Holidays at Home and Abroad

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W.J. Johnson, Printer, 1877 - Mexico - 199 pages

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Page xx - Sylla, of Caesar and Pompey. We perceive the great men descending to trifling matters. Mirabeau inspired this domestic majesty and virility in his very cradle. I dwell on these details, which may seem foreign to this history, but explain it. The source of genius is often in ancestry, and the blood of descent is sometimes the prophecy of destiny.
Page 59 - Ventosa. at the summit pass which divides the waters which flow into the Pacific from those which flow into the Atlantic.
Page 53 - Another observer, who noticed that the railroad was laid down in an angular fashion, inquired about the zigzag course. "The contractor winked. 'Wai, sir, I guess the company were paid by the Government so many dollars and so many acres of land a mile for making the line.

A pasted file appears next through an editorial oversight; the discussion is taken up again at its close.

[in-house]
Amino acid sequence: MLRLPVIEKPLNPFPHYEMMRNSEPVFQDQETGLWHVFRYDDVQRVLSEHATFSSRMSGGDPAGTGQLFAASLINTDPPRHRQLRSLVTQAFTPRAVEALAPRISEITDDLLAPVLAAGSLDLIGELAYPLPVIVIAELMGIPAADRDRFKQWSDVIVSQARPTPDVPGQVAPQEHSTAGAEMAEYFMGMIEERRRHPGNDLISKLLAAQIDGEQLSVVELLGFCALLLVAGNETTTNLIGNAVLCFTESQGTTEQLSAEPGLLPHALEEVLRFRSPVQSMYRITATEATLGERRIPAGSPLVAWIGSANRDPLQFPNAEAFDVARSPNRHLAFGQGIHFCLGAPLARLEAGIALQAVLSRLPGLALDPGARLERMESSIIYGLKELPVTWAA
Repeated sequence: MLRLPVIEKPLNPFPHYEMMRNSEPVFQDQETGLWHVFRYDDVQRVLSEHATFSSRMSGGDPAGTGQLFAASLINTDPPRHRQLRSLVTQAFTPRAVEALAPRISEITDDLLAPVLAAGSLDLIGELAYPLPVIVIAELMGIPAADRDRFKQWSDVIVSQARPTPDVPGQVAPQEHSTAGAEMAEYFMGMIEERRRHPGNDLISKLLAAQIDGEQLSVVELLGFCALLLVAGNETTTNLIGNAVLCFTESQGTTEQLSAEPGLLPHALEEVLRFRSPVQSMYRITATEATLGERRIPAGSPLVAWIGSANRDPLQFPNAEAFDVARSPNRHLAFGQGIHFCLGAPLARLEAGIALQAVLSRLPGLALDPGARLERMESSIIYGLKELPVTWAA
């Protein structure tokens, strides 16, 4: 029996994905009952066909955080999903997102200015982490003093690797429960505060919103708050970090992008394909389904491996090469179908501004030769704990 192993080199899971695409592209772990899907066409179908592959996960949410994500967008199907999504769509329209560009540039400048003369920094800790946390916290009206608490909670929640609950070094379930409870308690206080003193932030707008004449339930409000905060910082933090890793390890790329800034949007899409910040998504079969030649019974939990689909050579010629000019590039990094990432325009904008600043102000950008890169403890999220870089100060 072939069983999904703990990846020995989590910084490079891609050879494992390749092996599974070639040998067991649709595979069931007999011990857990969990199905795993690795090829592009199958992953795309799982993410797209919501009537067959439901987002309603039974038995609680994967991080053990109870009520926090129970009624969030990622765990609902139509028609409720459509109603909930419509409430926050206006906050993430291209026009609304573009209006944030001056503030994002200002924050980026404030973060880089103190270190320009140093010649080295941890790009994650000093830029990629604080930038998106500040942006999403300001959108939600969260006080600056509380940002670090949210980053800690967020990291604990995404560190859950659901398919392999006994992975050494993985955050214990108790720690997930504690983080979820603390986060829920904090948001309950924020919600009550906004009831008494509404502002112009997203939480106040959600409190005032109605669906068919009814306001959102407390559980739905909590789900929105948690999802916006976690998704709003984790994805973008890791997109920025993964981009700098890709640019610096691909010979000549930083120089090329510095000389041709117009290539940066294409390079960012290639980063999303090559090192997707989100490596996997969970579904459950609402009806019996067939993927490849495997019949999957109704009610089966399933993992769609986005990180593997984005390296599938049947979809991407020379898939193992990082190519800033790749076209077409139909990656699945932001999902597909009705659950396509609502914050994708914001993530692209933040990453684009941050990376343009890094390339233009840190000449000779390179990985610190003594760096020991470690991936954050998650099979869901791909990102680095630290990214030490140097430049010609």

Page 199 - But to live is to work, and the labour Still sweetens the bread which it brings, And to work is to pray, and the worker Lightens toil with the song which he sings.
Page 198 - All our limbs in the depths with such freedom, And shouted aloud for the joy Of the water, the sun, and the pastime, Each man with the mirth of a boy.
Page 49 - They land their food in huge pieces, with their knives, somewhere down their throats — a moment — a distension of the throat — a bolt, and it is gone.
Page 71 - I ate in the hotels, hot rolls, plenty of vegetables, coffee, tea, preserved peaches, &c. — an excellent repast — and then we went out and smoked our pipes round the camp-fire sub Jove frigido.
Page 198 - How ruddy the skin grew with colour Of health, in the wind and the sun, How the muscles swelled strongly and largely, In the scaling the mountains we won.
Page 199 - With a song of the mountain and moorland, With a song of the air blowing free On the river which ceaseless is flowing, And sparkling with sunlight — to sea.
Page xii - I like streaks of morning cloud melting into the infinite azure of the past.

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